Gender Differences in Work Modifications and Changed Job Characteristics During the Return-To-Work Process: A Prospective Cohort Study

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To describe gender differences in work modifications and changed job characteristics during return-to-work after sickness absence.


A 13 month prospective cohort study was performed among 119 employees (54 women and 65 men) who had reported sick for more than 1 month due to mental or musculoskeletal disorders. Men and women were of comparable ages and educational levels, worked in similar sectors, at corresponding functional levels, and were experiencing the same types of health disorders. They were interviewed bi-monthly. Work modifications and job characteristics were assessed at return-to-work. Job characteristics were also assessed upon the employee's inclusion in the study.


Work modifications occurred in 77.4% of the return-to-work attempts (no gender differences); reduced working hours, reduced work pace, or task reassignments were most frequent. Compared to men, reduced hours and pace were more often used for women between 12 and 20 weeks of absence (P > 0.001 and 0.01 < P < 0.001 respectively) and reduced hours also during the whole period (0.01 < P < 0.001). Applying reduced hours related to type of disorder in men and applying different time-schedules in women. Upon return to work both women and men reported increased job autonomy and emotional demands (P < 0.001); women reported more job satisfaction (P < 0.001).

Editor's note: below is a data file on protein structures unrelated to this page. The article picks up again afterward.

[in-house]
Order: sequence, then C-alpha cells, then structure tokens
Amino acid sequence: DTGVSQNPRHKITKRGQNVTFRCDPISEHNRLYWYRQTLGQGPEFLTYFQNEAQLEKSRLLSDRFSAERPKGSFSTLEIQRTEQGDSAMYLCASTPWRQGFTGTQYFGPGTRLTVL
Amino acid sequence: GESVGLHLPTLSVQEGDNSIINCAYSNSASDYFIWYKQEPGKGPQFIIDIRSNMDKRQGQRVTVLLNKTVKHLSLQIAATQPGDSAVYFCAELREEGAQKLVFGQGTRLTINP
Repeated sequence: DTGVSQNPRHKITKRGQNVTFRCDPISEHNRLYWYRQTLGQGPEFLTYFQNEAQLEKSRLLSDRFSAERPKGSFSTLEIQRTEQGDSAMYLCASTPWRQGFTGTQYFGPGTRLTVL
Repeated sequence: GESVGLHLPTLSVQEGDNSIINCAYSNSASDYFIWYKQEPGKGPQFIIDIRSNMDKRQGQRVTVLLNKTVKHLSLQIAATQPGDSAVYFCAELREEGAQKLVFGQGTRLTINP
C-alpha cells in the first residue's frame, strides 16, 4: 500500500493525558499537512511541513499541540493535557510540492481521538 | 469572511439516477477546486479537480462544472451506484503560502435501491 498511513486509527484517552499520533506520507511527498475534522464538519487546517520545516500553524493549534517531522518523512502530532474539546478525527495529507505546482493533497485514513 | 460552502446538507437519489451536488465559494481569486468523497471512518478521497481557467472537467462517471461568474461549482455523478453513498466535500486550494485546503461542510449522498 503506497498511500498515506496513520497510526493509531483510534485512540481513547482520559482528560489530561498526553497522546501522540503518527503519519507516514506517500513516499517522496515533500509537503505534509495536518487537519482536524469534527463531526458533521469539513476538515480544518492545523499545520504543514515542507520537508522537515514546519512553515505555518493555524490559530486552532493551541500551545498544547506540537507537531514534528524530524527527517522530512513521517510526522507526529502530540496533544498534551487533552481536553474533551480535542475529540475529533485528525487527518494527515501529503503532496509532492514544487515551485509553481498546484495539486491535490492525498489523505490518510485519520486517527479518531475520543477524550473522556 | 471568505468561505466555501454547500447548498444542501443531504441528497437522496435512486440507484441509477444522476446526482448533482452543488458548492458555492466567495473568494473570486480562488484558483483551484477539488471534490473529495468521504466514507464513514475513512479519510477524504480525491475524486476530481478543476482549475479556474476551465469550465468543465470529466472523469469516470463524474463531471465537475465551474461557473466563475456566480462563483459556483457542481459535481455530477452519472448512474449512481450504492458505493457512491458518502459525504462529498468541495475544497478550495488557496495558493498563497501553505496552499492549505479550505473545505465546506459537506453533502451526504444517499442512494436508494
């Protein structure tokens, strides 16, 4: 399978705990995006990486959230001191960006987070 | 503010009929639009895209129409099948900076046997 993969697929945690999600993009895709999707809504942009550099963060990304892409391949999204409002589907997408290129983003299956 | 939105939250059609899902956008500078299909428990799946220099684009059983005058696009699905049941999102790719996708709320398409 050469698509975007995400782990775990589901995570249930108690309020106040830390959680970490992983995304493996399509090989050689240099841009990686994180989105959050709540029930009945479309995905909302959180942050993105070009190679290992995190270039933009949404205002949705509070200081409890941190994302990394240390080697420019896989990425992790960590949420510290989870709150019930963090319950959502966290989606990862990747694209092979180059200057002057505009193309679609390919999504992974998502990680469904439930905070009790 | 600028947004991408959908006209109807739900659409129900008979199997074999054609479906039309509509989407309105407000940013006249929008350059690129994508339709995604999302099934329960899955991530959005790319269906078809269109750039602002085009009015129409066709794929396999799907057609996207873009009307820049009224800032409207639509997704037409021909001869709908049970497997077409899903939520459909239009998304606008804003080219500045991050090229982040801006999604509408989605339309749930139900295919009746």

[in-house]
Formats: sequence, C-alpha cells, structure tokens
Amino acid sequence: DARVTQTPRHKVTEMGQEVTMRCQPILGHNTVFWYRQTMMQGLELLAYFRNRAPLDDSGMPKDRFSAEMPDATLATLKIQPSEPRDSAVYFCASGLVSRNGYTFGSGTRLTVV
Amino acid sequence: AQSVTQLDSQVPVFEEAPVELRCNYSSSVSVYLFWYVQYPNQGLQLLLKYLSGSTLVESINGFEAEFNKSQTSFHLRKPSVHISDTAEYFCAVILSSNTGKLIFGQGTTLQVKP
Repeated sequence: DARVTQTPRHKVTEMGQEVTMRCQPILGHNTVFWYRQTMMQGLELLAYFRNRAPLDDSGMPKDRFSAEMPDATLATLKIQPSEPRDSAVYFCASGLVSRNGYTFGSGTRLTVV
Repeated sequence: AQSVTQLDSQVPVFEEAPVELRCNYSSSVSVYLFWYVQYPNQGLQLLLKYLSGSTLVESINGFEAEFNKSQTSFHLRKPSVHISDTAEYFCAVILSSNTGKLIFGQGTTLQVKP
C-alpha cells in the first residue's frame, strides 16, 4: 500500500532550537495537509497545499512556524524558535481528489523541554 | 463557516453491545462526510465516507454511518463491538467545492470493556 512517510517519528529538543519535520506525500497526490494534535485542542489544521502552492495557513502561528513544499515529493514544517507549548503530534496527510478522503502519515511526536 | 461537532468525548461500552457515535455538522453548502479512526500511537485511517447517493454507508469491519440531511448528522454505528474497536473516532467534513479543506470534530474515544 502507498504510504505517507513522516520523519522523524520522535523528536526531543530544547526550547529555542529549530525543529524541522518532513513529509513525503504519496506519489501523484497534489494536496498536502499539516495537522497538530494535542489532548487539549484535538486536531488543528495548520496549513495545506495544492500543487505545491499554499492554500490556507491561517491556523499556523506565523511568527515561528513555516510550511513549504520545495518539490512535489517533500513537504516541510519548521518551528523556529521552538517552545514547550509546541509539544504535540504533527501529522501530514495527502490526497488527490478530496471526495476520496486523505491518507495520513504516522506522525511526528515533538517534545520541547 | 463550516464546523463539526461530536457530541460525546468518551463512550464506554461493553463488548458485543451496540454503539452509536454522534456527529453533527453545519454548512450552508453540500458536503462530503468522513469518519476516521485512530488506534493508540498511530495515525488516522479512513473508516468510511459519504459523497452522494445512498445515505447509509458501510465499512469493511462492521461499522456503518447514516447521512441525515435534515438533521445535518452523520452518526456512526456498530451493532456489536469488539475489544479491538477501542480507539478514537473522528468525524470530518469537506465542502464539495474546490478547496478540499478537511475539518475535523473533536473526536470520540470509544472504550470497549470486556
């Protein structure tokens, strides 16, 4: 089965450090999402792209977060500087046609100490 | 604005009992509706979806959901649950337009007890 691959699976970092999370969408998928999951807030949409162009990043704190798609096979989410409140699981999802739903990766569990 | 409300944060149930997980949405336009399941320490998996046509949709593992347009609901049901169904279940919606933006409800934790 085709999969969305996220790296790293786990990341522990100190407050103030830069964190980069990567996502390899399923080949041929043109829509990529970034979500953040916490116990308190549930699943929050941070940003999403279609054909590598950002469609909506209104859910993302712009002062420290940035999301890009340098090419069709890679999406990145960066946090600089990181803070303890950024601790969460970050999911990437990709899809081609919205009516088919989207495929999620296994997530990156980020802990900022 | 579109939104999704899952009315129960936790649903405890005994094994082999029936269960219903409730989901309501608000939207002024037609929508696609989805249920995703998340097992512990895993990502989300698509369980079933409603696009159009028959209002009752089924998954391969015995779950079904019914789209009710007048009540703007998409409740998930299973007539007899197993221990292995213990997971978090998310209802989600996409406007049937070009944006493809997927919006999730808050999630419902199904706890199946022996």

Work modifications were widely applied during the return-to-work process and predominantly aimed at reduction of pressure at work. Women had a few more work modifications. The marginal gender differences may be due to male and female respondents having similar characteristics. Upon return to work some job characteristics improved.

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